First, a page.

"I've heard the first day, one, two, three …really no less than the mid-second round," said Crowder Wednesday afternoon at a press conference held at The Swamp to announce that he's decided to forego his final two years of college eligibility to enter the NFL draft. "I got the paperwork back that said the best thing for me and my family would be to try my luck at the professional level."
Channing Crowder was a first team (coaches) All-Southeastern Conference selection at linebacker for the Gators in 2004, second team in 2003 as a true freshman. He was the SEC's Freshman Defensive Player of the Year in 2003. He was named All-America by the Football Writers Association of America in 2003, and was selected to ESPN's All-America team in 2004.
The choice to leave Florida for the professional ranks didn't come easy, but after a lot of conversations with his mother (Pauline) and other advisors, he concluded that making the jump now was the right thing to do. Although he's had knee surgery and he's missed parts of his two seasons at Florida because of injuries, he insists that the chance of further injury never entered into his decision. He also said that Florida's choice to fire Coach Ron Zook and hire Urban Meyer was not a factor.
"The knees are fine, I don't even wear a brace on my knee anymore," he said. "A lot of people say injury has a part to do with it but if I would stay six more years, I would always have my knees and my knee surgery. It had no part in my decisions it's just what I thought was best for me and my family."
As for the coaching situation, he says he talked with Zook (now the coach at Illinois) and Meyer, both of whom were very supportive of his decision.
"It wasn't a coaching decision just what's best for me and my family," said Crowder, who was quite vocal in his displeasure after Zook was fired after the Mississippi State game. He's had a chance to talk to Meyer, and he likes the new coach.
"I like coach Meyer," said Crowder. "He's a great guy, I've met his family and I like him. He's a great coach. He's taken two teams from the middle tier and he's made them into great teams. He's going to be a great coach here."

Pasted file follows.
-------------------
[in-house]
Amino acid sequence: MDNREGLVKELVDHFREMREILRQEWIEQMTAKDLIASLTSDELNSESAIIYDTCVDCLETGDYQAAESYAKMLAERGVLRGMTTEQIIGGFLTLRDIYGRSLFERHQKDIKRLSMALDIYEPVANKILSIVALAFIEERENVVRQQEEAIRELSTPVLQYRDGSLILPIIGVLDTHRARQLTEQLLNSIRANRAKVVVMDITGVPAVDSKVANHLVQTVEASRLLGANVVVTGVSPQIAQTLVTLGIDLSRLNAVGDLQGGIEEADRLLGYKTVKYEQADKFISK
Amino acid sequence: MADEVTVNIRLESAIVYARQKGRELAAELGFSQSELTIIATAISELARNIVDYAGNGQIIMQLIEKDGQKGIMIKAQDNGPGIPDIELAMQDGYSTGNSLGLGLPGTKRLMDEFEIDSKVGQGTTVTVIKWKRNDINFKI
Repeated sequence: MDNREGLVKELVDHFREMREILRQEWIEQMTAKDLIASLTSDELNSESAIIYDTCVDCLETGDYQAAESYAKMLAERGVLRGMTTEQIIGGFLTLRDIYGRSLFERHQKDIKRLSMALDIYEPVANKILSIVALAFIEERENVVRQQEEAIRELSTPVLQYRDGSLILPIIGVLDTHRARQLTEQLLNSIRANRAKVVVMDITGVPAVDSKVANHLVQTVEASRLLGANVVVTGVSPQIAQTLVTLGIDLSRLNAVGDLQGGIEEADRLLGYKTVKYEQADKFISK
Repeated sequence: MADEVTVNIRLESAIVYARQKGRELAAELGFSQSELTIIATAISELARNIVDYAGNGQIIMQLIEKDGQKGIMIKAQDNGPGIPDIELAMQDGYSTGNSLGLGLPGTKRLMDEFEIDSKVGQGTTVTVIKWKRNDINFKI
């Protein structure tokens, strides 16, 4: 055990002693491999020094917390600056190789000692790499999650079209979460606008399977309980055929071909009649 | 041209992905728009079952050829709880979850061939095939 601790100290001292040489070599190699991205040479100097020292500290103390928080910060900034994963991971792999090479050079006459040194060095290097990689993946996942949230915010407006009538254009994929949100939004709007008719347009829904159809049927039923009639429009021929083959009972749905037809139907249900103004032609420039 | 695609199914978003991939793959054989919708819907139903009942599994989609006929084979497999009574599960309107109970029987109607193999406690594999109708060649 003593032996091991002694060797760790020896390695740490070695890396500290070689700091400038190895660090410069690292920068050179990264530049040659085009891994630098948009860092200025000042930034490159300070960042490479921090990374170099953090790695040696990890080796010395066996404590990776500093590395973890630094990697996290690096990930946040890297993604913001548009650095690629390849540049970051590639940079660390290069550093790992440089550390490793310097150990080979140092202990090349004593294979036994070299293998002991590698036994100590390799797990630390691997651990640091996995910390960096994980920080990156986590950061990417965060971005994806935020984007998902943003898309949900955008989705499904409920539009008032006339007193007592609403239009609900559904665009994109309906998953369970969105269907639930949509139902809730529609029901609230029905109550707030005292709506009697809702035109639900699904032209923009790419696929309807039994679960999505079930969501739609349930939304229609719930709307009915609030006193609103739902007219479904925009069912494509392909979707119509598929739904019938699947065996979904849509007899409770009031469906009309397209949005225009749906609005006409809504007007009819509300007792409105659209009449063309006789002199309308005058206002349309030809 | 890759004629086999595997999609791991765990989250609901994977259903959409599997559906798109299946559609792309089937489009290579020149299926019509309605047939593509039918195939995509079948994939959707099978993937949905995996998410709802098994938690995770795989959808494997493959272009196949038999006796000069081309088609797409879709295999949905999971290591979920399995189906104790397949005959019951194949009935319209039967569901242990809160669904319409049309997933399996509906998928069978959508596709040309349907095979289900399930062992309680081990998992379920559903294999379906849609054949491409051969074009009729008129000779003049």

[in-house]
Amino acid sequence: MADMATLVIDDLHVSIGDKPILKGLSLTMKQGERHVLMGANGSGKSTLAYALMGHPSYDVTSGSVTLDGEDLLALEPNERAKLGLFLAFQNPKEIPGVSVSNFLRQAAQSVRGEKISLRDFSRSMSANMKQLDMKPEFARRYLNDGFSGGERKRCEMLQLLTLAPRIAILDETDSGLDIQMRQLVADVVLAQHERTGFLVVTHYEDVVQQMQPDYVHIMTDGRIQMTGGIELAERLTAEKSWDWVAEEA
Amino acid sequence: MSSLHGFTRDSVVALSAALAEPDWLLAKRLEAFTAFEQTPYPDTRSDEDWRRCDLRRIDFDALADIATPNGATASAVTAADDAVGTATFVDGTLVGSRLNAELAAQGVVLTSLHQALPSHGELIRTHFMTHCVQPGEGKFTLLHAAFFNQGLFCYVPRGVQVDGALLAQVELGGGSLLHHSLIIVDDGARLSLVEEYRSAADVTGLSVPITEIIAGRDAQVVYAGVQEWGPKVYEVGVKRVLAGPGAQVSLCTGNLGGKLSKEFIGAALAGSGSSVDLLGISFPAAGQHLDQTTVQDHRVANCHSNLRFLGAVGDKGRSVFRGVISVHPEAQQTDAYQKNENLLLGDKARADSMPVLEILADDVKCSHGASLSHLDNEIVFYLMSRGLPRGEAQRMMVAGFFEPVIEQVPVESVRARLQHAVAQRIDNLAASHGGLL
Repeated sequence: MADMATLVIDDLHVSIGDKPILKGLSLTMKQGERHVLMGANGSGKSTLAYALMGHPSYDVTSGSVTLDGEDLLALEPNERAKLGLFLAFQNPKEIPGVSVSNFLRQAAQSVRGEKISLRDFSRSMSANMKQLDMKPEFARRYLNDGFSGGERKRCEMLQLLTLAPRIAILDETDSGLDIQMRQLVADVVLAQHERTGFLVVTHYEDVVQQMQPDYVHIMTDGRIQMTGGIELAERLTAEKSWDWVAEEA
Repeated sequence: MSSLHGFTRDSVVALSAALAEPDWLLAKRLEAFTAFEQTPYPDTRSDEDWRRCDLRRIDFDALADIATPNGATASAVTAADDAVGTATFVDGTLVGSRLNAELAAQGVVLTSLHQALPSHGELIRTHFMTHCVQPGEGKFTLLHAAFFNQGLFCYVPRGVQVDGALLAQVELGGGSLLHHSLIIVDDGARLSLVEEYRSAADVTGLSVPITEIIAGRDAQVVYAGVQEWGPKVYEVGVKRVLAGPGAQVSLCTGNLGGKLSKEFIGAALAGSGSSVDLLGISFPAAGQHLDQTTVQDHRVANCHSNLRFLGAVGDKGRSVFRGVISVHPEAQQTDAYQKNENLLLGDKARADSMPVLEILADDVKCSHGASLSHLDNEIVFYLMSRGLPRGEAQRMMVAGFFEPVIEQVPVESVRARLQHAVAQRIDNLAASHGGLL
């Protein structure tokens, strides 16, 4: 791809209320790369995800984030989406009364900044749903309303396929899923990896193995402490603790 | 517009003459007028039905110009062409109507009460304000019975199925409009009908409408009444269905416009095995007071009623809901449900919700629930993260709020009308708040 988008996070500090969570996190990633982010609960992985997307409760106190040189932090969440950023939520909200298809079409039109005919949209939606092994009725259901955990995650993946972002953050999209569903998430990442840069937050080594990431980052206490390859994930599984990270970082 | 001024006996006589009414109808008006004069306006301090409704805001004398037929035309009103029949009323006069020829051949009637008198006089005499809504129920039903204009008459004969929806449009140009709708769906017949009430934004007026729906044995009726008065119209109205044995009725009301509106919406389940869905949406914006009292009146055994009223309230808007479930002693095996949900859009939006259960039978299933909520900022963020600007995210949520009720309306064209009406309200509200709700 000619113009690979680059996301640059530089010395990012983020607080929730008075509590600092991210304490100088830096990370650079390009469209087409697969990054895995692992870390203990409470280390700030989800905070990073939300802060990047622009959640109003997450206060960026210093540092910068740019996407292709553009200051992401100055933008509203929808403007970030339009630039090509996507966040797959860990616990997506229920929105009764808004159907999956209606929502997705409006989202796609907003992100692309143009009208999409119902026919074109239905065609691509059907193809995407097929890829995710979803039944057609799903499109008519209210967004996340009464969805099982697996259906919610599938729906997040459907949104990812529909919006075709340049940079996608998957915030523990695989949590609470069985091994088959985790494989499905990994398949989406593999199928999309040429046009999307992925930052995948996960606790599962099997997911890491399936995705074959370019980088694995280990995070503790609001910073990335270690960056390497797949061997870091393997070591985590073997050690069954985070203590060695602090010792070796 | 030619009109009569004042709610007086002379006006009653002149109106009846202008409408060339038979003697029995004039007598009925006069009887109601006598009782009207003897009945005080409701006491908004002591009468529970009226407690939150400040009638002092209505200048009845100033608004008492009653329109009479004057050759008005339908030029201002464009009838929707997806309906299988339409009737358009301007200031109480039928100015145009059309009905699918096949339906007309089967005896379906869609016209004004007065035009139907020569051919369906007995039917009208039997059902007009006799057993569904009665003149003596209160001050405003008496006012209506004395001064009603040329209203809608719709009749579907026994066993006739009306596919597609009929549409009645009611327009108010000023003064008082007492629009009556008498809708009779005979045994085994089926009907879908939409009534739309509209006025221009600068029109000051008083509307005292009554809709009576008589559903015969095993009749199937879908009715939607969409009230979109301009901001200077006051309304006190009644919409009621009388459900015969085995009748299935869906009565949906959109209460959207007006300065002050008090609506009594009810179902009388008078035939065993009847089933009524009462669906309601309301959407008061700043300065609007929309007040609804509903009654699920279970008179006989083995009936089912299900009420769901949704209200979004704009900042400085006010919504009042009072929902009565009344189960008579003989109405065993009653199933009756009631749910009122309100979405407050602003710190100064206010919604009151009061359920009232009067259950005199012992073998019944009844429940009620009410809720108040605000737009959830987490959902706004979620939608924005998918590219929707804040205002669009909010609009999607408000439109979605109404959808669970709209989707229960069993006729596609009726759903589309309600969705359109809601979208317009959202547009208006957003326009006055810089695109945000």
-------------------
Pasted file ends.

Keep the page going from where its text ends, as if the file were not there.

He will head back to Atlanta, Thursday, where he and his mother will begin the process of selecting an agent. He will be part of the interview process with prospective agents, but said the bulk of the decision making will be done by his mother, Pauline, "She's gonna be a main part of the agent thing. My mom is in the legal profession so she knows all about that stuff, so she'll be a big part of everything."
His mom will have a say in the choice of the agent, financial advisors and so much more. They've already decided that part of his preparation will be done with Tom Shaw in New Orleans, famous for tough physical preparation. He will attend Chip Davis's pre-combine camp in Atlanta, and as often as he can, he will be in Gainesville to work out with University of Florida strength and conditioning coach, Rob Glass.
"Coach Glass really knows me and I have a lot of confidence and respect in what he can do for me," said Crowder. "He'll have a part of this."
Asked if he's having fun now that he's made the decision to go to the pros, Crowder replied, "The funny thing is in four or five days I'll be in boot camp, training harder for something than I've ever trained in my life. The fun times will come when and if I do make it."
Crowder said that his final decision to bolt to the NFL came Tuesday night when he spent a long time talking things over with his mother. Until then, he says he was prepared to come back to UF for another year. He says he and his mother made the final choice jointly. Although they listened to advisors, he said there were both aware that "A lot of them tell you what they think you want to hear. The guys who want you to stay in school will tell you worse [where you will get drafted], the guys who want you to go will tell you better. I just put it all aside, laugh it off and say thank you."
Crowder, who is 6-3, 245, leaves Florida with 179 career tackles (in two seasons), four quarterback sacks, two forced fumbles, three fumble recoveries and one interception. His 106 tackles in 2003 led the nation for freshmen.